Pete Prown is a veteran journalist who has written extensively about everything from music to horticulture to art. He’s a well-known authority on the guitar and has written several books and hundreds of articles on the subject. When he’s not writing about the folks of Thimble Down, Prown is also an accomplished guitarist and has released several CDs himself. He lives with his family in a small town in Pennsylvania.
What inspires you to write?
Like the readers themselves, I want to find out what happens. If I don’t write and continue the saga of Thimble Down, I won’t know how the story turns out. The more I write, the more adventures I stumble upon. It’s a happily self-perpetuating process.
Tell us about your writing process.
I start with a basic premise for the novel and outline it in Word. Then I just dive in, writing chapters and sections, but adjusting the story as I go. Fortunately, I find writing immensely pleasurable and never have “writer’s block.” The more often I sit down with my laptop and write, the more chapters and ideas pour out.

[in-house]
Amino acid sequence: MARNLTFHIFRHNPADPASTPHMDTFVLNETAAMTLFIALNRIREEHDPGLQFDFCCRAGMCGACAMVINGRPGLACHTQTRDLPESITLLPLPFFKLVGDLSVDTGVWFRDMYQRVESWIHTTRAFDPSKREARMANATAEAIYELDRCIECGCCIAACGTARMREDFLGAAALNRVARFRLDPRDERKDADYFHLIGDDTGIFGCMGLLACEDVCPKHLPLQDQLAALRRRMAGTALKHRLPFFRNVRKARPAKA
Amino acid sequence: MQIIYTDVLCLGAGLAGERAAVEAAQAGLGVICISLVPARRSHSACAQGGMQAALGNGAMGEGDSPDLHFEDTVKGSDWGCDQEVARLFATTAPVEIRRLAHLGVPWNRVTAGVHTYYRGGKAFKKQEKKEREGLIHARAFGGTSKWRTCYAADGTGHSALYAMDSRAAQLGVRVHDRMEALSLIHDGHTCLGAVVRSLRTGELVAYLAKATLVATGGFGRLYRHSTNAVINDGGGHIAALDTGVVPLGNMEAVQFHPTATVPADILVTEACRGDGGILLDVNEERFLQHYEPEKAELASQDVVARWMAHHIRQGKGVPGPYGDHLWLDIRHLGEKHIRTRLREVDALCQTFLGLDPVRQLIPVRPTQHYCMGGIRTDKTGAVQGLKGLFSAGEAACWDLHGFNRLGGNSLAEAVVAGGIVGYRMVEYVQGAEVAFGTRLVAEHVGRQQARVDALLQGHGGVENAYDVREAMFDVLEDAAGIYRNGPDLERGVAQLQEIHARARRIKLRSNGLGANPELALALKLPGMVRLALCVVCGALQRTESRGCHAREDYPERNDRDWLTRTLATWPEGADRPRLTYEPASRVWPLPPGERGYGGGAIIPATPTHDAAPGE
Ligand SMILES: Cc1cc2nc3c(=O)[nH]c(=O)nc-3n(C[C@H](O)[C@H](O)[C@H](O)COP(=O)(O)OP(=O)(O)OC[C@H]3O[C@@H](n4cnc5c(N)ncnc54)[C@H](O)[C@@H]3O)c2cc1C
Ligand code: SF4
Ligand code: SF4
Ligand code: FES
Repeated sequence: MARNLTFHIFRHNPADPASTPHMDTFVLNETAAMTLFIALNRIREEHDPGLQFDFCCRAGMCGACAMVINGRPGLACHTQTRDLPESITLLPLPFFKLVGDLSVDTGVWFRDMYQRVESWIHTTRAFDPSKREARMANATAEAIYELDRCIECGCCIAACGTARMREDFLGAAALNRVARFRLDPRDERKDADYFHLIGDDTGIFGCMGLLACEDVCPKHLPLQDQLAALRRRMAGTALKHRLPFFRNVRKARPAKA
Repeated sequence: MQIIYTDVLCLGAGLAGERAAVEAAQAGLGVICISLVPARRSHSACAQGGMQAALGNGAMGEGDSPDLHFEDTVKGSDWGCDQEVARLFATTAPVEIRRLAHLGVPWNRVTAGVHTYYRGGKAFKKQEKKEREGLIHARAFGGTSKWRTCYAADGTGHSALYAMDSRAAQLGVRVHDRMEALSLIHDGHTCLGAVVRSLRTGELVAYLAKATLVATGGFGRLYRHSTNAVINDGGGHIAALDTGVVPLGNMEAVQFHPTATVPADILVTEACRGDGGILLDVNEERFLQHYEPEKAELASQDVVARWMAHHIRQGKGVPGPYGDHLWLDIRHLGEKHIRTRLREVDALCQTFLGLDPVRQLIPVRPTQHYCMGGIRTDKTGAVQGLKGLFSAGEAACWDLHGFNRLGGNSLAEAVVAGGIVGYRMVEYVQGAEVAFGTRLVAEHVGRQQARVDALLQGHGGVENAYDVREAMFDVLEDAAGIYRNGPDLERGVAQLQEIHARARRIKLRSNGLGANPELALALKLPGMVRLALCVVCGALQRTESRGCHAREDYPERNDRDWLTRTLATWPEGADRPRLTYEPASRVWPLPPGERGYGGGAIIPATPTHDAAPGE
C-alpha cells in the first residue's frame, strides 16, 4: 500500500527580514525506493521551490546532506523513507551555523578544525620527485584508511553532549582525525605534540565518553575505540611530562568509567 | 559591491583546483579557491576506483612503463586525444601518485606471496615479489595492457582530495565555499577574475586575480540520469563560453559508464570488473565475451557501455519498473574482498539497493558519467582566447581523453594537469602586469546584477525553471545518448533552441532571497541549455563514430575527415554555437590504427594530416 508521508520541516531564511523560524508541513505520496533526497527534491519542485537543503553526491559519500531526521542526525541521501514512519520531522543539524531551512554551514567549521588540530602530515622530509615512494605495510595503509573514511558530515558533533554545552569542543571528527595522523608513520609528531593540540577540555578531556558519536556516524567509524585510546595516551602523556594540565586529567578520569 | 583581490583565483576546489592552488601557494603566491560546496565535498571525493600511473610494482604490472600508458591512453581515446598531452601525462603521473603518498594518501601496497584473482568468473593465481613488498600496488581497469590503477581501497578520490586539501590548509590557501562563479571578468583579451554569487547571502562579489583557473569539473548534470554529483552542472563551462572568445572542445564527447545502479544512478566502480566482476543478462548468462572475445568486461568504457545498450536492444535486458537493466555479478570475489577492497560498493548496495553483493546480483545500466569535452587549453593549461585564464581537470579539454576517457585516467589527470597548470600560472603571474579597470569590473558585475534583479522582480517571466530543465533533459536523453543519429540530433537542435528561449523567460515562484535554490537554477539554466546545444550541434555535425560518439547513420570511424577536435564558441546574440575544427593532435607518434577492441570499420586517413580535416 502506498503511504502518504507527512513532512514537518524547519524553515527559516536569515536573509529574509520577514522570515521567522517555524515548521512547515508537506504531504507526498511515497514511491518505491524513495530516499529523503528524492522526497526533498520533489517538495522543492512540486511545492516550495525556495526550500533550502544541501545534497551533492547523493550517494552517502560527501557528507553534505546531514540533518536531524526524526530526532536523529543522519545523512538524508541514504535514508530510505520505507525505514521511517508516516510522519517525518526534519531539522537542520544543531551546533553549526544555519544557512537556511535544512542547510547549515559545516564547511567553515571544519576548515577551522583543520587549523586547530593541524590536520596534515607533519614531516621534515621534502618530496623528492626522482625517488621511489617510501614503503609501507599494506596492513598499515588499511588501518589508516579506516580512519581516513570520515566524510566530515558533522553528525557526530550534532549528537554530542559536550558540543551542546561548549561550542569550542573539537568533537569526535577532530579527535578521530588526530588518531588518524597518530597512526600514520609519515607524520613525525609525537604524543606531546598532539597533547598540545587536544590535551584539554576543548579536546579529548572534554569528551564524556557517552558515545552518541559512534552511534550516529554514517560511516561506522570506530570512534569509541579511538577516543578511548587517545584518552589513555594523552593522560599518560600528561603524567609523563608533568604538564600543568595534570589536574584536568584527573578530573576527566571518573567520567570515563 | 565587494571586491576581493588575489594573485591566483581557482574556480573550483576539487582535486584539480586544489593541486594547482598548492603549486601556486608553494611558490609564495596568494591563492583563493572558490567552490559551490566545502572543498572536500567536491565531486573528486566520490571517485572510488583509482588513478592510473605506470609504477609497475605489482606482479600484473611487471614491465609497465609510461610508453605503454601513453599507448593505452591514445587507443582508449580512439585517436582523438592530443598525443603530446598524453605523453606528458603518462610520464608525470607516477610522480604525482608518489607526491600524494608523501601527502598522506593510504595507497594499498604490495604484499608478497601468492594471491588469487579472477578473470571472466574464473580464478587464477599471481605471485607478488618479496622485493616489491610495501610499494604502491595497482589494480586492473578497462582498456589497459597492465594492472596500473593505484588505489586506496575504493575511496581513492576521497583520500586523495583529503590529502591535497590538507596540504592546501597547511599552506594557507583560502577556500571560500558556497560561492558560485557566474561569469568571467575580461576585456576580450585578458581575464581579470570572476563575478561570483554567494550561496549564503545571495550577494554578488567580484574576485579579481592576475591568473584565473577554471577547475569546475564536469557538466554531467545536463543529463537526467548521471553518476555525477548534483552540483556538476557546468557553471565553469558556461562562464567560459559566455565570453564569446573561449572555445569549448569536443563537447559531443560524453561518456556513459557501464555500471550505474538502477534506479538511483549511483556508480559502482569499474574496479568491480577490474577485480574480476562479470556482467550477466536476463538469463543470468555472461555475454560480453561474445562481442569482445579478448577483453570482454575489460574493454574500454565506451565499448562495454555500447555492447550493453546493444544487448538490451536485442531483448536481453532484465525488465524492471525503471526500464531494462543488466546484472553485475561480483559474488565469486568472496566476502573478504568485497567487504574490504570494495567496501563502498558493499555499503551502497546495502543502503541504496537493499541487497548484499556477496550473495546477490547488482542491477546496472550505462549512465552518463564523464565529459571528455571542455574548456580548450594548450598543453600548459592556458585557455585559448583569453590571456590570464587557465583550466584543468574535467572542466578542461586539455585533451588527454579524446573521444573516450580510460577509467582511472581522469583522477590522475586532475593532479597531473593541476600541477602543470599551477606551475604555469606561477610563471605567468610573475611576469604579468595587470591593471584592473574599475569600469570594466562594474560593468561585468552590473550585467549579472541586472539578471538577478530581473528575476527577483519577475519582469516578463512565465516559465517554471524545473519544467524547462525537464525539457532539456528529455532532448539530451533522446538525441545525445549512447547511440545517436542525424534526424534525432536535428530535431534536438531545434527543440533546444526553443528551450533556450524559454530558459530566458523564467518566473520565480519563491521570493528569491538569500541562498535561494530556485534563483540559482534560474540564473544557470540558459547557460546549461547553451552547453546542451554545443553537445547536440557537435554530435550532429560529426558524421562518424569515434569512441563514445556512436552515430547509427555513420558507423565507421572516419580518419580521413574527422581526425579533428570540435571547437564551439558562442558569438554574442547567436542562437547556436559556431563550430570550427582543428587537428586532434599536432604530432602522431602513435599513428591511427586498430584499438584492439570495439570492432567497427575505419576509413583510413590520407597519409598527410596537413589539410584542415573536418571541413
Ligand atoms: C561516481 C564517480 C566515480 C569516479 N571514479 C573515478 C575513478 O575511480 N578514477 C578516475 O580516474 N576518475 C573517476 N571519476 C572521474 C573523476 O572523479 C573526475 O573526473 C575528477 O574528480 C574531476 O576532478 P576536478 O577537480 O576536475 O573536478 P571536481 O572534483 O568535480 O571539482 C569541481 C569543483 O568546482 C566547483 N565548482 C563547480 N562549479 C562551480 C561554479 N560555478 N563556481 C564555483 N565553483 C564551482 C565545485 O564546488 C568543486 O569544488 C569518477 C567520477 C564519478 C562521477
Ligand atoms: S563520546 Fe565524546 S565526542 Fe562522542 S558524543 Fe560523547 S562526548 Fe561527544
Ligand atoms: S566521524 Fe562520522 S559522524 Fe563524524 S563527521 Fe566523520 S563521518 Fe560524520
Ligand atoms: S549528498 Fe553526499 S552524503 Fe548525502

I also try to stay “on pace.” Every time I have a writing session, I should produce at least 1,000 words, but preferably 2,000+. A very good day is 4,000-5,000 words.
For Fiction Writers: Do you listen (or talk to) to your characters?
It’s very much like a theatrical play in my head. I create the characters and put them into the scene, but then they start talking. Again, I’m just writing down their dialog in real time, making adjustments here and there to keep it the story on track.
What advice would you give other writers?
Read lots of books and see what other writers do. But most importantly, don’t just take your inspiration from books. Take them from life, movies, colors, nature, thoughts, paintings, music, things people say to you. Everything has a potential place in your book.
How did you decide how to publish your books?
Fortunately, we’re at a juncture in history when you don’t have to wait to find an agent or a publisher. With today’s tools, you can publish and promote your own book in numerous ways. The entire publishing industry in changing rapidly and the old business models are dying away. The time to publish is now.
What do you think about the future of book publishing?
It’s not really about the physical book–it’s about the “story.” Humans will always desire good stories and need writers and storytellers to create them. Whether it’s delivered on a page, in a Kindle, on a movie screen, or in some technology we don’t know yet, we’ll always need great stories.
What do you use?
Professional Editor, Professional Cover Designer
What genres do you write?
Fantasy, Young Adult, adventure, mystery
What formats are your books in?
Both eBook and Print
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